117th Annual Meeting of the American Anthropological Association
14/11/2018 - 18/11/2018
Join AAA (American Anthropological Association) and thousands of your friends and colleagues at the San Jose Convention Center in San Jose,CA, November 14 – 18, to build lasting connections, uncover new career and mentoring opportunities, and explore the latest research. Change in the Anthropological Imagination is a timely call to action for research addressing the themes of resistance, resilience, and adaptation from a wide range of perspectives.
Human rights are increasingly described as being in crisis. Some scholars argue that the system of human rights has become formalized and professionalized and is therefore too remote from those who need its protection. Others insist that it is a Western ideology that has failed to escape its colonial past. Some authoritarian governments have threatened or closed down human rights organizations in their countries. The enthusiasm for globalization and a universal order of justice of the 1990s was transformed by the 2010s, in part by the growing inequality generated by economic globalization, including the increasing wealth and cosmopolitanism of the few and the poverty and isolation of the many. In place of a celebrated globalism there is now a rising populist tide that puts nation, religion, and race first—and that poses new kinds of threats to human rights.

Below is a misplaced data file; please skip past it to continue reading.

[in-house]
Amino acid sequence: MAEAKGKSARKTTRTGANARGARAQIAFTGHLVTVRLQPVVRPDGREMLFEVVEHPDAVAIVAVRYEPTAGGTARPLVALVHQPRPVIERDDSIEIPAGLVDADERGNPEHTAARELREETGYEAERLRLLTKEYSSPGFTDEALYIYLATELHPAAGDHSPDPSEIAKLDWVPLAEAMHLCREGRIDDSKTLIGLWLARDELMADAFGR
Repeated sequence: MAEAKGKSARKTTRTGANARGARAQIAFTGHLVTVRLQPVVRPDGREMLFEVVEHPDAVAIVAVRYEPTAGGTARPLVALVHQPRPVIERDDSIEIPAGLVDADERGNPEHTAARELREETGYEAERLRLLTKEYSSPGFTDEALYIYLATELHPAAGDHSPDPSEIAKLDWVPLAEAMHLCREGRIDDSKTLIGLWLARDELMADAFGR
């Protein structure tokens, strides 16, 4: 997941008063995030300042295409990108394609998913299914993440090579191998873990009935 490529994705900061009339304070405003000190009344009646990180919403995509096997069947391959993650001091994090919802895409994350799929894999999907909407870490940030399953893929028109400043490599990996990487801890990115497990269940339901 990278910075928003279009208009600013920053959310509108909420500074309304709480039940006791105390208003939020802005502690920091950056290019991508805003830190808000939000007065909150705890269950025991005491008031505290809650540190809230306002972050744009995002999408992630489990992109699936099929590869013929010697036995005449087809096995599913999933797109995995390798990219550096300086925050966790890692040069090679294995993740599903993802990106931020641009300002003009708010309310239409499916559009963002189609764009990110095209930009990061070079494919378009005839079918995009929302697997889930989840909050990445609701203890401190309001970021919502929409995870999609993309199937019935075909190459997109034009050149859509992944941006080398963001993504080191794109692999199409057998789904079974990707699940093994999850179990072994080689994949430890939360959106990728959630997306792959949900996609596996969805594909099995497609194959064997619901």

Yet, ethnographic examinations of sites of human rights activism indicate that this is a resilient ideology. The appeal of human rights has always resided in the ideals of justice, fairness, and equality that they represent. These remain appealing ideas globally, even if the institutions designed to promote and enforce human rights are increasingly unable to do so. This panel focuses on the processes by which human rights travel, are translated in a variety of global and local contexts, and are transformed in the process. It reveals the capacity of human rights ideas to resist authoritarian rule and adapt to a range of local cultural contexts. The cultural dimension of this process has been called vernacularization. This term refers to the way an idea or norm is redefined and represented in a way that is more or less compatible with the existing social world. This does not mean its meaning is changed entirely (although it may be altered), but rather to the altered mode of presentation. As societies change, so do the human rights ideas and practices that communities mobilize in their search for justice. The papers in this panel illustrate a range of processes of human rights travel and transformation, revealing the resilience and endurance of this ideology.